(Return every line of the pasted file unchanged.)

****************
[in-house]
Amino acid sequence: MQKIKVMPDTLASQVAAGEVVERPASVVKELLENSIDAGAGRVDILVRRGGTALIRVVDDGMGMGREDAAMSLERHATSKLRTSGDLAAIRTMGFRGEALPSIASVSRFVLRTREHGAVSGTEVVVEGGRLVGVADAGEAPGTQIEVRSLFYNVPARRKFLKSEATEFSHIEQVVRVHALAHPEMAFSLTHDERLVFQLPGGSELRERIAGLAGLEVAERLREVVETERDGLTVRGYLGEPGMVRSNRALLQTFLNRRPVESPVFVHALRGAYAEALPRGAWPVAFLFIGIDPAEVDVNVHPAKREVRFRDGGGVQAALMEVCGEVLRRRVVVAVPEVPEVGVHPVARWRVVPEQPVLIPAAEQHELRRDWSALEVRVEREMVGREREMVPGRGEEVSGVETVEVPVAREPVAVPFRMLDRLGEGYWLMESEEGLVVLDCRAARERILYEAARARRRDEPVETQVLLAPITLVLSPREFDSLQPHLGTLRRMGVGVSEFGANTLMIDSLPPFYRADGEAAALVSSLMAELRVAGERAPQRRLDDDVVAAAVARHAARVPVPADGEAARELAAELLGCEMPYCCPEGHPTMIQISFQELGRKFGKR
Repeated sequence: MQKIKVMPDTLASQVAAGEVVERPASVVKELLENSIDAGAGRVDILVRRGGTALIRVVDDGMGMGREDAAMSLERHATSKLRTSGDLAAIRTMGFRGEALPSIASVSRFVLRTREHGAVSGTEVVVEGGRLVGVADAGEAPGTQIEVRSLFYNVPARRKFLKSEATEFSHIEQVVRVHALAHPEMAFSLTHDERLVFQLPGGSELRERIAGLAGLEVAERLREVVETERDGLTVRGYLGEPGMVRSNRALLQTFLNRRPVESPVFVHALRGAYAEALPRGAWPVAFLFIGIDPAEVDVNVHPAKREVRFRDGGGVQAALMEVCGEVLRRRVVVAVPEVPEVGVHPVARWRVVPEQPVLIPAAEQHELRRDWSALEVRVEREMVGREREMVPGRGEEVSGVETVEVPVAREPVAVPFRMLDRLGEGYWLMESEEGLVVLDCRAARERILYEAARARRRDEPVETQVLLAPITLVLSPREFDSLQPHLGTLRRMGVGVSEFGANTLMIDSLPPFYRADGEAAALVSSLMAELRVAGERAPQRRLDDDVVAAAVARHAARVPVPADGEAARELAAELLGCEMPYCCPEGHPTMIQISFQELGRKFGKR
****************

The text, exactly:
[in-house]
Amino acid sequence: MQKIKVMPDTLASQVAAGEVVERPASVVKELLENSIDAGAGRVDILVRRGGTALIRVVDDGMGMGREDAAMSLERHATSKLRTSGDLAAIRTMGFRGEALPSIASVSRFVLRTREHGAVSGTEVVVEGGRLVGVADAGEAPGTQIEVRSLFYNVPARRKFLKSEATEFSHIEQVVRVHALAHPEMAFSLTHDERLVFQLPGGSELRERIAGLAGLEVAERLREVVETERDGLTVRGYLGEPGMVRSNRALLQTFLNRRPVESPVFVHALRGAYAEALPRGAWPVAFLFIGIDPAEVDVNVHPAKREVRFRDGGGVQAALMEVCGEVLRRRVVVAVPEVPEVGVHPVARWRVVPEQPVLIPAAEQHELRRDWSALEVRVEREMVGREREMVPGRGEEVSGVETVEVPVAREPVAVPFRMLDRLGEGYWLMESEEGLVVLDCRAARERILYEAARARRRDEPVETQVLLAPITLVLSPREFDSLQPHLGTLRRMGVGVSEFGANTLMIDSLPPFYRADGEAAALVSSLMAELRVAGERAPQRRLDDDVVAAAVARHAARVPVPADGEAARELAAELLGCEMPYCCPEGHPTMIQISFQELGRKFGKR
Repeated sequence: MQKIKVMPDTLASQVAAGEVVERPASVVKELLENSIDAGAGRVDILVRRGGTALIRVVDDGMGMGREDAAMSLERHATSKLRTSGDLAAIRTMGFRGEALPSIASVSRFVLRTREHGAVSGTEVVVEGGRLVGVADAGEAPGTQIEVRSLFYNVPARRKFLKSEATEFSHIEQVVRVHALAHPEMAFSLTHDERLVFQLPGGSELRERIAGLAGLEVAERLREVVETERDGLTVRGYLGEPGMVRSNRALLQTFLNRRPVESPVFVHALRGAYAEALPRGAWPVAFLFIGIDPAEVDVNVHPAKREVRFRDGGGVQAALMEVCGEVLRRRVVVAVPEVPEVGVHPVARWRVVPEQPVLIPAAEQHELRRDWSALEVRVEREMVGREREMVPGRGEEVSGVETVEVPVAREPVAVPFRMLDRLGEGYWLMESEEGLVVLDCRAARERILYEAARARRRDEPVETQVLLAPITLVLSPREFDSLQPHLGTLRRMGVGVSEFGANTLMIDSLPPFYRADGEAAALVSSLMAELRVAGERAPQRRLDDDVVAAAVARHAARVPVPADGEAARELAAELLGCEMPYCCPEGHPTMIQISFQELGRKFGKR